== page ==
It turns out that breakfast isn't the most important meal of the day. Most weight-loss programs and diets insist that eating breakfast is the key to setting a good pace for the day and helps people avoid snacking in the afternoon. But new research suggests that's not the case.
A new report, published in The American Journal of Clinical Nutrition, claims that there aren't any studies that truly support that eating breakfast helps people lose weight. Instead, studies that have been conducted on the matter generally find that skipping breakfast has little to no effect on weight gain or loss, and that people who eat breakfast are simply consuming more calories. Those studies, however, have been "drowned out by dozens of large observational studies that have found associations between breakfast habits and obesity but no direct cause and effect," according to Dr. David B. Allison, director of the Nutrition Obesity Research Center at the University of Alabama at Birmingham, who, along with his colleagues, reviewed all medical literature with regards to breakfast and weight loss.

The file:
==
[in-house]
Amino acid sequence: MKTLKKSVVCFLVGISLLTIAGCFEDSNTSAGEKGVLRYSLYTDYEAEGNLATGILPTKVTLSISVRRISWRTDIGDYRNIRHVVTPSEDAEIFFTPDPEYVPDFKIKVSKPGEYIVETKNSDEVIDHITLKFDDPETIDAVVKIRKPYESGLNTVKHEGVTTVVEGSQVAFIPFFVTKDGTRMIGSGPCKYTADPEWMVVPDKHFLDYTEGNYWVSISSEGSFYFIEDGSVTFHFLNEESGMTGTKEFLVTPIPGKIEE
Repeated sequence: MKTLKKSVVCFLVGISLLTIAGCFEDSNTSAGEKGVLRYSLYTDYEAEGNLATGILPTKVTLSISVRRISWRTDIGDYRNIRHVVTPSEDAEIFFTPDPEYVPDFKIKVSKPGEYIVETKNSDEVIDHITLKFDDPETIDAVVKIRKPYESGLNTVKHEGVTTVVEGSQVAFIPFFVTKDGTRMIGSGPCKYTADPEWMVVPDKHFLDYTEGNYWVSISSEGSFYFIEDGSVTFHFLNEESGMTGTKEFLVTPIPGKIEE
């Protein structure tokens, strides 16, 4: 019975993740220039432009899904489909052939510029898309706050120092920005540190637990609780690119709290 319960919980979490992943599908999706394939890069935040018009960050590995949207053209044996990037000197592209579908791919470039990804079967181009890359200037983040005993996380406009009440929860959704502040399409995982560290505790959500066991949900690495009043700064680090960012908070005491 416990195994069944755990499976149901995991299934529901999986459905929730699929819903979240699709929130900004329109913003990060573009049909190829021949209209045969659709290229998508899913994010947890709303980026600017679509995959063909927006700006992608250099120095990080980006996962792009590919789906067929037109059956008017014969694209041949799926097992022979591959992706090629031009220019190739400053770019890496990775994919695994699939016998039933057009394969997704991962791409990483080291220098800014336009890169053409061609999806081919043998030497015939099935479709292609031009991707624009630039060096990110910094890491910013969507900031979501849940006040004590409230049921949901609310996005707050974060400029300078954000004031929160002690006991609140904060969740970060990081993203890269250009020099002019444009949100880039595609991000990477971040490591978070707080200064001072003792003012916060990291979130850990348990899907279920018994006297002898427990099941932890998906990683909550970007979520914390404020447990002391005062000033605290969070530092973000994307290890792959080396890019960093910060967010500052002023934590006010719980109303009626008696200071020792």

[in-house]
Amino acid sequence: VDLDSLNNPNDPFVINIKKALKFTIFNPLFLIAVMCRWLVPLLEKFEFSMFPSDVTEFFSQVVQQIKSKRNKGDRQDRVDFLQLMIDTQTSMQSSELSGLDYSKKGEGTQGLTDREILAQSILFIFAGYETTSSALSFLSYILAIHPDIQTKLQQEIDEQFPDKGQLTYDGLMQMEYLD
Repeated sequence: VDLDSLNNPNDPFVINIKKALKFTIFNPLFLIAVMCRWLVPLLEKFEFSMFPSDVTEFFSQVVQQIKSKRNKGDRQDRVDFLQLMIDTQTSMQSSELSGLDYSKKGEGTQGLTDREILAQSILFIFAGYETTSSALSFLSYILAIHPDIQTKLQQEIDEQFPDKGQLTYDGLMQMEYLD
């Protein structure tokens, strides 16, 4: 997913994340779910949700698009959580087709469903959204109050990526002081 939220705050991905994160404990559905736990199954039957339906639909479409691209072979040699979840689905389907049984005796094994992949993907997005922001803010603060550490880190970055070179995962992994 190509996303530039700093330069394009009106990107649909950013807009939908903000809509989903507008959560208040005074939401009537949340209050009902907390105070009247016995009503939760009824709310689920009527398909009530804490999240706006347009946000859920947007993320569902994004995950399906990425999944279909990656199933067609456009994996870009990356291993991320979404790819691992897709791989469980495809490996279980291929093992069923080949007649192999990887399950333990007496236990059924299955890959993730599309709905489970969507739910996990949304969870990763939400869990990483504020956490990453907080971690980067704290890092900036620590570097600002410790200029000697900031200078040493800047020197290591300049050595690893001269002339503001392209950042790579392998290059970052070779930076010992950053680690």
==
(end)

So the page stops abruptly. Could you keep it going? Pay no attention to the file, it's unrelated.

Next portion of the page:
The research showed only that eating breakfast was a common behavior among people who were actively trying to avoid regaining weight, just as diet soda might be a common drink of choice among dieters but not necessarily the cause of their weight loss.
So we can go back to thinking that not eating is good for us. Yay?
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